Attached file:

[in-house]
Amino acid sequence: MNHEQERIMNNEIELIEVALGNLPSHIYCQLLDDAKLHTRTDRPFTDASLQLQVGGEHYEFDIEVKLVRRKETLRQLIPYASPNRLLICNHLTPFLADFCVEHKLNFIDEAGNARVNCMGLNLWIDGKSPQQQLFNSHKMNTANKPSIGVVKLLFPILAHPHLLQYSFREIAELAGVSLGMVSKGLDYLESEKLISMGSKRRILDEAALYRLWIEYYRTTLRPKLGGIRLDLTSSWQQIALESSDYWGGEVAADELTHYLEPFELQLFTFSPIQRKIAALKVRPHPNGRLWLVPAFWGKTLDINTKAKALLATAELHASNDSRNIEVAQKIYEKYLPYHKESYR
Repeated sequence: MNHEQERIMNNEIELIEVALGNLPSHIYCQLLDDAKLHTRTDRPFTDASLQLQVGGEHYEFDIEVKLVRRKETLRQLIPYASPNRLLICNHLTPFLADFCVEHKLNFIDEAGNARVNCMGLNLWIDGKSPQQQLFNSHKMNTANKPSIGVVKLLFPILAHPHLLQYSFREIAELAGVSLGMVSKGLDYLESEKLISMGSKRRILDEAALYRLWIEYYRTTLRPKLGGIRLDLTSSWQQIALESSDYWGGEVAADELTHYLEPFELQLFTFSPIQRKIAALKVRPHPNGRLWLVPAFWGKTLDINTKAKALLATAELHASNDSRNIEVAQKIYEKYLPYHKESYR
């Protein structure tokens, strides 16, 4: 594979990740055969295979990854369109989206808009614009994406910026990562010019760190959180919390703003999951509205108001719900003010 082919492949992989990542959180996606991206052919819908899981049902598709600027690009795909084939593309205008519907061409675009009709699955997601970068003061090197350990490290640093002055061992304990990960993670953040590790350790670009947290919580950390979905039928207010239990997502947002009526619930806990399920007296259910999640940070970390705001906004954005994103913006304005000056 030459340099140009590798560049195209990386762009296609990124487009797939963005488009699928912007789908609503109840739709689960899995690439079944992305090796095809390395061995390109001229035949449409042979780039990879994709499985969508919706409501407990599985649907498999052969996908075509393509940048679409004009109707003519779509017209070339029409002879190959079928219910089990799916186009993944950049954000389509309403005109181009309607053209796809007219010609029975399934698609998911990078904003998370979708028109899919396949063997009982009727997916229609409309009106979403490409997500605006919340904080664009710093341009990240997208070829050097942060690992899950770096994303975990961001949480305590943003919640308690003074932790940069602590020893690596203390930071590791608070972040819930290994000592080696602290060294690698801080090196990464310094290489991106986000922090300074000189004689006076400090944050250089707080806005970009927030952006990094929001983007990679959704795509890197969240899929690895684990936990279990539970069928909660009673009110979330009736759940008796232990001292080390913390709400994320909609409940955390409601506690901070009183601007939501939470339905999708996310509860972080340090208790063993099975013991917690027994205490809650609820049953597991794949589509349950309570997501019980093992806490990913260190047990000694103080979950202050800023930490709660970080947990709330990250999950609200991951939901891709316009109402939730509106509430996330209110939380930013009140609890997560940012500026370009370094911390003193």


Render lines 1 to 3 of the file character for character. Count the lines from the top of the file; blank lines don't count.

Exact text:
[in-house]
Amino acid sequence: MNHEQERIMNNEIELIEVALGNLPSHIYCQLLDDAKLHTRTDRPFTDASLQLQVGGEHYEFDIEVKLVRRKETLRQLIPYASPNRLLICNHLTPFLADFCVEHKLNFIDEAGNARVNCMGLNLWIDGKSPQQQLFNSHKMNTANKPSIGVVKLLFPILAHPHLLQYSFREIAELAGVSLGMVSKGLDYLESEKLISMGSKRRILDEAALYRLWIEYYRTTLRPKLGGIRLDLTSSWQQIALESSDYWGGEVAADELTHYLEPFELQLFTFSPIQRKIAALKVRPHPNGRLWLVPAFWGKTLDINTKAKALLATAELHASNDSRNIEVAQKIYEKYLPYHKESYR
Repeated sequence: MNHEQERIMNNEIELIEVALGNLPSHIYCQLLDDAKLHTRTDRPFTDASLQLQVGGEHYEFDIEVKLVRRKETLRQLIPYASPNRLLICNHLTPFLADFCVEHKLNFIDEAGNARVNCMGLNLWIDGKSPQQQLFNSHKMNTANKPSIGVVKLLFPILAHPHLLQYSFREIAELAGVSLGMVSKGLDYLESEKLISMGSKRRILDEAALYRLWIEYYRTTLRPKLGGIRLDLTSSWQQIALESSDYWGGEVAADELTHYLEPFELQLFTFSPIQRKIAALKVRPHPNGRLWLVPAFWGKTLDINTKAKALLATAELHASNDSRNIEVAQKIYEKYLPYHKESYR